Abstract / Description of output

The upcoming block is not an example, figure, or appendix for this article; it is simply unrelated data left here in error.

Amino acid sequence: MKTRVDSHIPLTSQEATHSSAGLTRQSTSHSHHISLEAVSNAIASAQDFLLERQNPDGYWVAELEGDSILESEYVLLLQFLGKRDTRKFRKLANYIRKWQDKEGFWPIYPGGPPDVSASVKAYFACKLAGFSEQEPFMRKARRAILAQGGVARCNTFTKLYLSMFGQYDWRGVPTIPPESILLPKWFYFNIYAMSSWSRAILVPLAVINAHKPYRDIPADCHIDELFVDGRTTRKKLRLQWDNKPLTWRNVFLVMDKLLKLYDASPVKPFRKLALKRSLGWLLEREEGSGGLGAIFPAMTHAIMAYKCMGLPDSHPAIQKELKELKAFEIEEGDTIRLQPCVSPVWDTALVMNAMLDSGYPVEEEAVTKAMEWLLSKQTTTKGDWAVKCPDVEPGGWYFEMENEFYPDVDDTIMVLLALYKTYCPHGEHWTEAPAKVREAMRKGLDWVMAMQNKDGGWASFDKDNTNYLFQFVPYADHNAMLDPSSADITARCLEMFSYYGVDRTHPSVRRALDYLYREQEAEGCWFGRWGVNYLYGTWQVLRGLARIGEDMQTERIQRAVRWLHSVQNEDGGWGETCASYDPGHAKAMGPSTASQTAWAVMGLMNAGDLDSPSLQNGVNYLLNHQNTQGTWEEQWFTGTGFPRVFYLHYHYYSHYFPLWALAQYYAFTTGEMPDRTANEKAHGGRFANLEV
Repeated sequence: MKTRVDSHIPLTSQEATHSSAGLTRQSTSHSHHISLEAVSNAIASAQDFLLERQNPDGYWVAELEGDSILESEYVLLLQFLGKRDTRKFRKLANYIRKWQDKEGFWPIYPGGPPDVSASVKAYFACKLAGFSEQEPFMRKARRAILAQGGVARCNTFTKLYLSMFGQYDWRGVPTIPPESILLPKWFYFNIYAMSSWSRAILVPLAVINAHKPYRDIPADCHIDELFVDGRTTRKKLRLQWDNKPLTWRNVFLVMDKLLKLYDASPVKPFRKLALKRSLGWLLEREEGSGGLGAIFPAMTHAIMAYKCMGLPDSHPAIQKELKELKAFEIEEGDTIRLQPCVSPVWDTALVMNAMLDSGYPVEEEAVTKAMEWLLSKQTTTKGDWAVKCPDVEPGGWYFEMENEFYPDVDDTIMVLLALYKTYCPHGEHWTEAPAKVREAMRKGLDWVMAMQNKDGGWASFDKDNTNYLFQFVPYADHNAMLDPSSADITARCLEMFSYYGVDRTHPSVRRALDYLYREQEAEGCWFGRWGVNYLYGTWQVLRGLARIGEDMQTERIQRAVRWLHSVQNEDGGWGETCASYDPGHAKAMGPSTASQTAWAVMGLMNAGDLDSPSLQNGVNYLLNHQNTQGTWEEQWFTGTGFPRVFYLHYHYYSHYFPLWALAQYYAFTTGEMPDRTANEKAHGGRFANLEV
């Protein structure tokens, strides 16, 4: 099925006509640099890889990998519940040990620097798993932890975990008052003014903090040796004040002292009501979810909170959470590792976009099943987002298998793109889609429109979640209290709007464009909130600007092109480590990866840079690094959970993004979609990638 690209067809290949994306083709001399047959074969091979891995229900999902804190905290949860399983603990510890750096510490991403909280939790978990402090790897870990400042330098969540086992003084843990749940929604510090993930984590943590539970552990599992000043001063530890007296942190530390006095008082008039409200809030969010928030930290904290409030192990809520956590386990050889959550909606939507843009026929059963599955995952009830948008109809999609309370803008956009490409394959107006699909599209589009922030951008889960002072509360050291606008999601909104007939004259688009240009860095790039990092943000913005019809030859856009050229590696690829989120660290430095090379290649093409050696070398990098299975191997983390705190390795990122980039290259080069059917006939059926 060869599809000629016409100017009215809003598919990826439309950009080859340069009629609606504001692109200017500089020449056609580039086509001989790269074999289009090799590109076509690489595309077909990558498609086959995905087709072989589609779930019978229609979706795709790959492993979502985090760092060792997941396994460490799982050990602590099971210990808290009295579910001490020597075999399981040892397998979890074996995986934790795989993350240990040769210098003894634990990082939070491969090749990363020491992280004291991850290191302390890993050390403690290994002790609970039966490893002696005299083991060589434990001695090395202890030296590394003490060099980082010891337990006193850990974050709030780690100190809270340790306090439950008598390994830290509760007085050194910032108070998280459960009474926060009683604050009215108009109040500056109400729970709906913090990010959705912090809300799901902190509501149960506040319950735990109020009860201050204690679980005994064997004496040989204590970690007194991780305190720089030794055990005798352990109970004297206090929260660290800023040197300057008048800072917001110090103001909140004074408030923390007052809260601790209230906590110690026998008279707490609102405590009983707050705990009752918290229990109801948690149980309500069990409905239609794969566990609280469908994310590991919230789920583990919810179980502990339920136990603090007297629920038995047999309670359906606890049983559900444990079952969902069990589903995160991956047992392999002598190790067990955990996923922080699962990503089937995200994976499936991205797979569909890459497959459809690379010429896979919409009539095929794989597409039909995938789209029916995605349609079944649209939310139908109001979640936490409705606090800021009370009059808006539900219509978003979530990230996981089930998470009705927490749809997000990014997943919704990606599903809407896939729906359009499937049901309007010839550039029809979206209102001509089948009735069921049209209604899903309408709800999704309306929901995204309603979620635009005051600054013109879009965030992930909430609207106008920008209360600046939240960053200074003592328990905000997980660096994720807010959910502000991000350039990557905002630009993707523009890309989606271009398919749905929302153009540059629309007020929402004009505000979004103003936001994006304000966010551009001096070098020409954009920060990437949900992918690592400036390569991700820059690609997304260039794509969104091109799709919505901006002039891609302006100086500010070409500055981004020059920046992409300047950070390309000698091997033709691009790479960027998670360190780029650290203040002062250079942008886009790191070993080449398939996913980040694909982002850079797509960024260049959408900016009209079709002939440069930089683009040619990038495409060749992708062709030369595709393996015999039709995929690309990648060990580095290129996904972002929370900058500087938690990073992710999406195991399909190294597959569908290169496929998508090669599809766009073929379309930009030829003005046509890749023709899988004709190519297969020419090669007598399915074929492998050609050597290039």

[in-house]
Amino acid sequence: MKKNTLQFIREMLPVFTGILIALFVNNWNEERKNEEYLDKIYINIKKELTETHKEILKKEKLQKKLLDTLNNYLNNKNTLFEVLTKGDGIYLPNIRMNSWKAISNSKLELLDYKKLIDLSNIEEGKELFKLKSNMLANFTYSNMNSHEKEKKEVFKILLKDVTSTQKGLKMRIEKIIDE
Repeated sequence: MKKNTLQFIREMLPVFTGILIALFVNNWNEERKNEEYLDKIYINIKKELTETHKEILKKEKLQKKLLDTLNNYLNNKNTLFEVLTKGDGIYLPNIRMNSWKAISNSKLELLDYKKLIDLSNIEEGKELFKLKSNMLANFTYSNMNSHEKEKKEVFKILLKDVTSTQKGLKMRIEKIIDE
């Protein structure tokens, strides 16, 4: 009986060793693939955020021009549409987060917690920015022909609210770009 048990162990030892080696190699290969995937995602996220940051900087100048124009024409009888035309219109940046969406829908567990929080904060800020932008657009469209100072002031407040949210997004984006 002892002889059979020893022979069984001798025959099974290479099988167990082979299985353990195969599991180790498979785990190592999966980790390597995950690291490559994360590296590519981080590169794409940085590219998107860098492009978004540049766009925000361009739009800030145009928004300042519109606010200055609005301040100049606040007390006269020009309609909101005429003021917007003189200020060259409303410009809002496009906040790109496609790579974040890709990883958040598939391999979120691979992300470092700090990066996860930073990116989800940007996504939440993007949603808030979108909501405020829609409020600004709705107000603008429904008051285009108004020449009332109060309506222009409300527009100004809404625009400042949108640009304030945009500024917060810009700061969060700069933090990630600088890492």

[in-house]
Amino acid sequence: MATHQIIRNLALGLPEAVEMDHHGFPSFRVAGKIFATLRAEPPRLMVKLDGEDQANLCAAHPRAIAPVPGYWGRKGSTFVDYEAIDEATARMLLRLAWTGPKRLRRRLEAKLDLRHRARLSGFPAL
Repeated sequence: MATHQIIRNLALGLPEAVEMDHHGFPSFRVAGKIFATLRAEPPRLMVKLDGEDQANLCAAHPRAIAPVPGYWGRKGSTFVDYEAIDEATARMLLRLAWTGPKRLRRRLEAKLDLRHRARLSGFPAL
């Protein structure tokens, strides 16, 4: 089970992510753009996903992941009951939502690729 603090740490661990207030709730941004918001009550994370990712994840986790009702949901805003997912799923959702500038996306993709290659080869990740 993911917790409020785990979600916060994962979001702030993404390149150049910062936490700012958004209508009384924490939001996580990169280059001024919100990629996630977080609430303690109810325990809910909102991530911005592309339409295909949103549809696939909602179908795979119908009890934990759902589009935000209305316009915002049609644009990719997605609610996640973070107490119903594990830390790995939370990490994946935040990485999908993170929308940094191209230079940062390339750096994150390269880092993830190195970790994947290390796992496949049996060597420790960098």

Functional genomics has been applied to the genetic dissection of immune response in different ways: (1) experimental crosses between lines that differ in their (non-) specific immune response have been used to detect quantitative trait loci (QTL) underlying these differences. (2) The measurement of gene expression levels for thousands of genes using microarrays or oligonucleotide chips to identify differential expression with regard to antigen challenge: (a) before and after infection, (b) resistant versus susceptible lines, or (c) combinations of both. Interpretation of QTL results is hampered by the fact that confidence regions of the QTL are large and can contain hundreds of potential candidate genes for the QTL. At the same time, the microarray experiments tend to show large numbers of differentially expressed genes without identifying the relationships between these genes. In the recently proposed 'genetical genomics' framework, members of a segregating population are characterised for genome-wide molecular markers and for gene expression levels. This facilitates the mapping of expression-QTL (eQTL): loci in the genome that control the expression of genes. Initial applications of this approach are critically reviewed and potential applications of this approach with regard to immune response are presented.